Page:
.Australian Music.

‘ G.H. Vol III ‘ – Bob Dylan.

Greatest Hits Vol III, Bob Dylan.

Dad went to the liquor cabinet, poured a glass of scotch, sat down in front of the fire and put on a record. The instant transition that occurred on his face was completely elating; from an ‘I-hate-nagging-women’ tired frown to a ‘smug-bastard’ grin, and in every way this physical transition summed up exactly what music is about.

The air became thick with a musical steam. ‘You got a lotta nerve, to say you are my friend, when I was down, you just stood there grinning. You got a lotta nerve, to say you gotta helping hand to lend, you just want to be on, the side that’s winning’. The brutality, honesty and bluntness so unnervingly flaunted on this record likens it to cheddar cheese; it has quite a rude bite; it is very satisfying in a rude, ‘smart-arsy’ kind of way.

It is my absolute honour to introduce to you Bob Dylan’s third greatest hits album. Now, I would like to just remind you that I’m not really a fan of greatest hits albums, but Dylan has so many of them they are practically regular vinyls; so here goes.

I love Dylan because he created a sound that can not be cheapened or imitated. For a musician who cannot really sing (it’s more like rhythmically talking with a bit of tone), he makes up for it with his cunningly subtle-storytelling and clever-political-pun lyrics. Dylan’s tongue is curly and sharp, and in a time where people were generally not impressed with many different political situations in the world, he said his piece through his music.

His music is edgy and wild but at the same time hilarious, and ridiculous. There is nothing like Bob Dylan; raw, rustic, blunt, passionate, political, folk, peaceful, satisfying, simple, flat, rude, ignorant, lazy, playful, rough, nasal and timeless.

Songs like ‘All I Really Wanna Do’, ‘Positively 4th Street’ and ‘I Shall Be Free’ are classic depictions of Dylan’s signatory ability to tell it how it is. His lyrics and rhyme are married well with his ability to make the listener ‘feel’ through his inexplicable musical ability.

Track 8 on the album is a famous folk song originating from the Louisiana state city of New Orleans; ‘House of the Rising Sun’. Just for the record, Bob Dylan did not write this song (the lyrics), but it is a folk song that Dylan musically rearranged, and then The Animals took this musical arrangement and altered it slightly to suit the perspective of a boy (personally I think this butchers the song, not a fan of The Animals). Dylan’s arrangement of this song is incredible, and is a classic example of how he can take words and work the music around them to enhance the story within. ‘House of the Rising Sun’ is a visual song, you can see the story in your head as you listen, and you can therefore feel the emotion in the song. I think that Dylan must have related to this song in a special way for him to be able to musically map out the emotion so accurately.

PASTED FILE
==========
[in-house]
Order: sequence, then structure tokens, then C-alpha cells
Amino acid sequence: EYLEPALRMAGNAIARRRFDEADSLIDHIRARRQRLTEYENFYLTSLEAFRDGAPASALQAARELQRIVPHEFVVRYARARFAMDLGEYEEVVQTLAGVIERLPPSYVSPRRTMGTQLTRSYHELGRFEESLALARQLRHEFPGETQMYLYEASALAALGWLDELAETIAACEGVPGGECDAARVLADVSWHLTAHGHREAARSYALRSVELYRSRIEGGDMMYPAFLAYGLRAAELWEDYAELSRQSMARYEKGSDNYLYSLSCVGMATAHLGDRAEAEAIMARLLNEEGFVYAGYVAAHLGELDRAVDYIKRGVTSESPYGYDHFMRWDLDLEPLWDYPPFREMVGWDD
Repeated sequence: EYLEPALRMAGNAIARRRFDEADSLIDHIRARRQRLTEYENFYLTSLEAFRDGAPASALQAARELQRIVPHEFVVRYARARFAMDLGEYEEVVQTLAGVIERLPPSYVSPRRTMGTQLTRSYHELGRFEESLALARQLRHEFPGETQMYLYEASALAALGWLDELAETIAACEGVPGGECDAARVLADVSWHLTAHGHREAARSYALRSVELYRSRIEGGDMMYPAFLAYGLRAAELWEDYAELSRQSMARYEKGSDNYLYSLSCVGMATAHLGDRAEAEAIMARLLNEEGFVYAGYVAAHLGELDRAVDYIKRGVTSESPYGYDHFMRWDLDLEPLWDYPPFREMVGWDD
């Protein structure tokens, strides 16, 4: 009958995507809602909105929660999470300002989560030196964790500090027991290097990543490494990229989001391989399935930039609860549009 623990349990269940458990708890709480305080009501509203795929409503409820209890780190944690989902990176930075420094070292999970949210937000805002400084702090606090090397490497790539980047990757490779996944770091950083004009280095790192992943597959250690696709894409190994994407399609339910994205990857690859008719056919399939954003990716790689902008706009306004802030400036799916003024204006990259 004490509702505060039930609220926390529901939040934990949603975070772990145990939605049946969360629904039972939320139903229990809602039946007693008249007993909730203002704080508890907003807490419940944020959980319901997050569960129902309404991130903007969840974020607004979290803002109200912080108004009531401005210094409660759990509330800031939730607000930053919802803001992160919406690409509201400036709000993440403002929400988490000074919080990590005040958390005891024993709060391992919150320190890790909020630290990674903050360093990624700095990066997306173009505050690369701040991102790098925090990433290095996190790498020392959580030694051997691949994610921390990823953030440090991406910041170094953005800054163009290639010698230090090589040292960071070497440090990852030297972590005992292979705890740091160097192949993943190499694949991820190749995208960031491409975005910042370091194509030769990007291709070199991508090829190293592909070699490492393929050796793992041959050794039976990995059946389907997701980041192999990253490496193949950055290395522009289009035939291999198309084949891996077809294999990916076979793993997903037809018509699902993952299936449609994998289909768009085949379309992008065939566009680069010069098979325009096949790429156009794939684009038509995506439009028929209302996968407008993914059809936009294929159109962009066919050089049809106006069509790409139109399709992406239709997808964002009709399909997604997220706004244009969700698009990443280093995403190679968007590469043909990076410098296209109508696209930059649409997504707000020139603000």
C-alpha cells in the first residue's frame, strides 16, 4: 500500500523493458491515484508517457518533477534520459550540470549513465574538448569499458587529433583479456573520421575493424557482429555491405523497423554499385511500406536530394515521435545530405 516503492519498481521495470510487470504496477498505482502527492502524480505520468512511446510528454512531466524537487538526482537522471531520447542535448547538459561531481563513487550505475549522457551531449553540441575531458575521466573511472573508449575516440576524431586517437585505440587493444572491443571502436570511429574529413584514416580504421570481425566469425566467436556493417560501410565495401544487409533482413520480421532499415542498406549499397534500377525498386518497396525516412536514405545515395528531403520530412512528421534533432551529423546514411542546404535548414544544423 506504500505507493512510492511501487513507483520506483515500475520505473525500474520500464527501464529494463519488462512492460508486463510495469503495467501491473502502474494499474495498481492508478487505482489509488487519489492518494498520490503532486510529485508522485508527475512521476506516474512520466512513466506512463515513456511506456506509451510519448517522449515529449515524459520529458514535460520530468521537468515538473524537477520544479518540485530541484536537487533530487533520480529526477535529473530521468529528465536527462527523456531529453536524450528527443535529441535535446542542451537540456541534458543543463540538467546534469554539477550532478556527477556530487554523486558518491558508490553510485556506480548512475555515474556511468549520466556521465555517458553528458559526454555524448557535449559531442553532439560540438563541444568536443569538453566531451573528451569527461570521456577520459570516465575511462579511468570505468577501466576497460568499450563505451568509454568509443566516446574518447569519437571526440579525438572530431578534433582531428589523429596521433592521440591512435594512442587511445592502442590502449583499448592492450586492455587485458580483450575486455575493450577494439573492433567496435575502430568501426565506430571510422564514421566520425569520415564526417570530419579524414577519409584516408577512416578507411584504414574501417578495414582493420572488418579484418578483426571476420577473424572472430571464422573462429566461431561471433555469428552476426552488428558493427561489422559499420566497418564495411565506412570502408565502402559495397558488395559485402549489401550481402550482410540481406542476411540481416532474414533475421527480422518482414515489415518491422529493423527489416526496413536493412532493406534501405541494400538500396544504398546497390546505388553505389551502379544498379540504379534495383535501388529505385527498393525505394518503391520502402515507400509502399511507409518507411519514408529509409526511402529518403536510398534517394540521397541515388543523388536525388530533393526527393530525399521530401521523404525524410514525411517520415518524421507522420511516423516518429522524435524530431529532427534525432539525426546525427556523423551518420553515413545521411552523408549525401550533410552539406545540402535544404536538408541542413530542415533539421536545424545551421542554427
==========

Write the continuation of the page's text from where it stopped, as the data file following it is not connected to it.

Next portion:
My favourite song on this album is track 2; ‘One Too Many Mornings’. I’m not sure why it’s my favourite, but whenever I listen to it I get this easy sense of peace. It’s quite gentle and sung like a folk song. It has a story and is full of personal memories and visions. It’s a song that you would keep under lock and key, or put away and only get out on special occasions when you needed to remember; like a rare bottle or matured red wine. It is in every way flawless and beautiful. I have called on this song many times when I have just needed to be calm and accepting.

Bob Dylan has a vocal element that an old man might possess – it is a humble voice. Dylan never proclaimed his musical ability as any sort of talent, yet made his music for himself using it as an outlet, and if others appreciated his creations then he was only glad he could please. When he sings, it sounds as though he is humming to himself the way a father would hum to a restless child at bedtime. He used his voice as a reality to himself, and the soft melodic response of his harmonica is his comfort. When I think of Dylan, I envisage a poor man huddled up in the cold on the side of the road playing his harmonica with not a care in the world. Dylan’s music is very personal and when Dylan wrote, he did not write for anyone but himself.

My hat goes off to a man who can create, produce and maintain his flavour despite the path contemporary music takes. There will always be Bob Dylan at the heart of anything truly musical. He is a cheddar cheese and matured red wine musician. He has class and is a rarity, and a taste that must be acquired and personally appreciated.

I would give this albums FOUR STARS. When you listen to Bob Dylan, you walk away knowing a complete stranger inside out.

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One response

  1. Liz, great review, love your writing style, keep up the good work 😀

    April 20, 2010 at 9:48 am

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